Joy is the best makeup!
                                  -Anne Lamott

I am almost never speechless, however it's hard to put my birthday into words. I'll try to be concise. Two words.
                              Overwhelming JOY! 

I felt seen and loved and cared about. Bert brought a bouquet of roses to me in the middle of my first class (the women in the class all went..."Ahhhhh.") Three of the officers in the college club I help to co-advise came to my classroom to wash the walls and take out the staples. It's a long story, but it was an act of selfless love.

                               I just couldn't stop smiling. 
               I felt so blessed and cared about and overwhelmed.

At a meeting with students there was a surprise birthday celebration, complete with a birthday cake made with
Seahawk's colors. On the weekend, a wonderful dinner out with Bert and seeing the movie Unbroken. Cards and love and gift certificates. Once again, overwhelm struck me, almost like a river that is so full that the water will start to overflow the banks. It startled me to feel this way so I spent a few moments on my own thinking and praying and taking in what was going on inside me and outside me and for me. Finally I came to the conclusion that...

          The overwhelm was trying to really get that all of these
            people loved me just like I loved them!               

Hearing a male college student of mine get chocked up in talking about me...well it all just undid me. When I got home I cried and cried.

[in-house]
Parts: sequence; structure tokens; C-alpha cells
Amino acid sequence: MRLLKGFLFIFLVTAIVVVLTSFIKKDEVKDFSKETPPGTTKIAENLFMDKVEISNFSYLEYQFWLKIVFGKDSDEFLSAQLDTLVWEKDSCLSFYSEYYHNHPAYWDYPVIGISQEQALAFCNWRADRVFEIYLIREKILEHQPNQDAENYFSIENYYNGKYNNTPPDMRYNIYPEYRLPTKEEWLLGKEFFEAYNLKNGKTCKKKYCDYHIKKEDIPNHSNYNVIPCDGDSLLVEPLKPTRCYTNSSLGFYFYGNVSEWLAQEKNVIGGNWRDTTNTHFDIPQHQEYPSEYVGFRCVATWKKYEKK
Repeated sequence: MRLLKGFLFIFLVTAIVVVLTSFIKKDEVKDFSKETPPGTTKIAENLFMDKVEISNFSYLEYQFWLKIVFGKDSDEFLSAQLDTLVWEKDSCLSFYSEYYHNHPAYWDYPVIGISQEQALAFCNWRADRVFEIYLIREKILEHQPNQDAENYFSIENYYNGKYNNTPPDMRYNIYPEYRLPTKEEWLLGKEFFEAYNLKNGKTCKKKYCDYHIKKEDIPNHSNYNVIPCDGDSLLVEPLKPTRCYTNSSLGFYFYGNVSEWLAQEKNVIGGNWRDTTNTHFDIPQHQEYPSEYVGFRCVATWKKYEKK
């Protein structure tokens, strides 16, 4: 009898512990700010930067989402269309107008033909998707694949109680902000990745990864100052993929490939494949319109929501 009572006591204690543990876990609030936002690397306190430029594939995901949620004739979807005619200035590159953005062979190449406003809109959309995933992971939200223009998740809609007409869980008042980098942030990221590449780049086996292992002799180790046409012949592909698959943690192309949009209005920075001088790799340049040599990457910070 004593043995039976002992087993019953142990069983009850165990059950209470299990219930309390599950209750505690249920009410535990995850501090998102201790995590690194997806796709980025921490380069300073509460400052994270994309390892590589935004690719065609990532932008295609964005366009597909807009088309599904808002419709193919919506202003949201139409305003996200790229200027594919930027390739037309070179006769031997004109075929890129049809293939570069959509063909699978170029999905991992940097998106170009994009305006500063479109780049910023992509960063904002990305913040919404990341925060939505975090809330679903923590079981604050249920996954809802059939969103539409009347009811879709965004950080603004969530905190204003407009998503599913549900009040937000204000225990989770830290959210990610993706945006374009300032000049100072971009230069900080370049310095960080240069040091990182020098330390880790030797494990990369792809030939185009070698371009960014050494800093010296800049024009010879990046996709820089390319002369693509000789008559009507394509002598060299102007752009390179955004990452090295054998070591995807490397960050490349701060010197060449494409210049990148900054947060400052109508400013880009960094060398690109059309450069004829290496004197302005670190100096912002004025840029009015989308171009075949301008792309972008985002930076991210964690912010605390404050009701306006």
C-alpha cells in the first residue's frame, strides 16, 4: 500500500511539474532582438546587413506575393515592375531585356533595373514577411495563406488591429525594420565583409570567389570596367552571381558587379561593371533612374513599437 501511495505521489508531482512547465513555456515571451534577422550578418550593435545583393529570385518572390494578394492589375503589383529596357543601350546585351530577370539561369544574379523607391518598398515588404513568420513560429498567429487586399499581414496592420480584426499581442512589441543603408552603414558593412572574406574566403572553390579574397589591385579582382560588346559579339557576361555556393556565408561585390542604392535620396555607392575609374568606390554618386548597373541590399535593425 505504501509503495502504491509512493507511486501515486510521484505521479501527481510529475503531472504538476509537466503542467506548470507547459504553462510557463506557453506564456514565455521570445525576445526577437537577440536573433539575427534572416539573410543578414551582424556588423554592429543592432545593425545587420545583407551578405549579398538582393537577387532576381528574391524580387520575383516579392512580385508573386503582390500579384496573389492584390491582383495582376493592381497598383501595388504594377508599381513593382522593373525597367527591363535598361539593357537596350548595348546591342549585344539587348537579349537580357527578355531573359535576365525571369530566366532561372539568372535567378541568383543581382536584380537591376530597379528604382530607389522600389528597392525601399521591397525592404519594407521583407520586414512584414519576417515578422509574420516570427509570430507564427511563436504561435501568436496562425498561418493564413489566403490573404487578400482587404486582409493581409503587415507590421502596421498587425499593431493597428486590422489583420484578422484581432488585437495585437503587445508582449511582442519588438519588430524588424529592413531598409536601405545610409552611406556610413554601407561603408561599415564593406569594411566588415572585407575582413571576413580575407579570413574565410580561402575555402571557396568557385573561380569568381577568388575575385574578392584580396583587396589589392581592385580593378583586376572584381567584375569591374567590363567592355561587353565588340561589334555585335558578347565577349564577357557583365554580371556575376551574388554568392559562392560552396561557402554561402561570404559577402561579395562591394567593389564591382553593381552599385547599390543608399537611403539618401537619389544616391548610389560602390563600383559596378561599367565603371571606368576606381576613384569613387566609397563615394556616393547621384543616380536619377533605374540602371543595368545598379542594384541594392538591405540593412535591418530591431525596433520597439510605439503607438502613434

It's truly very comfortable for me to give that kind of love, the kind that embraces who someone is. It's easy to let them know how much they mean to me. However it's not as easy to let in that the feeling is reciprocated. In Mat's talk he said the students loved me with  their whole hearts. That's exactly how I feel about them. Just knowing that, hearing that and seeing that was almost more than my heart could take.

And then, on top of all that love, on Sunday my family had a brunch with grand babies and daughters and family... more love to soak in. It all had me grinning from ear-to-ear.

It reminded me how much it matters to just remember people and tell them you love them. That's the greatest birthday gift of all.

And finally, when I read my sweet hubby's card, I couldn't hold back the tears. The message so simple and from his heart. It said...

       "You are the best thing that ever happened to me."

And Bert meant it. Sometimes it just sneaks up on me, that overwhelm, that sense of what did I ever do to be so blessed?
I often feel that same feeling at church or during my prayer time when I take in how much God loves me, just as I am.
I am blessed beyond measure not because of material things, but because I am dearly loved by God and the precious people in my life.

On my birthday I felt just plain happy. Deeply satisfied and gleeful. Happy from my toes to the top of my head. Everyone kept saying, "You look so pretty today!" No wonder. As Anne Lamott says,

                      Joy is the best makeup!

God bless!
Love you to the moon and back!


Thursday, February 05, 2015

Blessed Beyond Measure!

              Try to be a rainbow 
               in someone's cloud!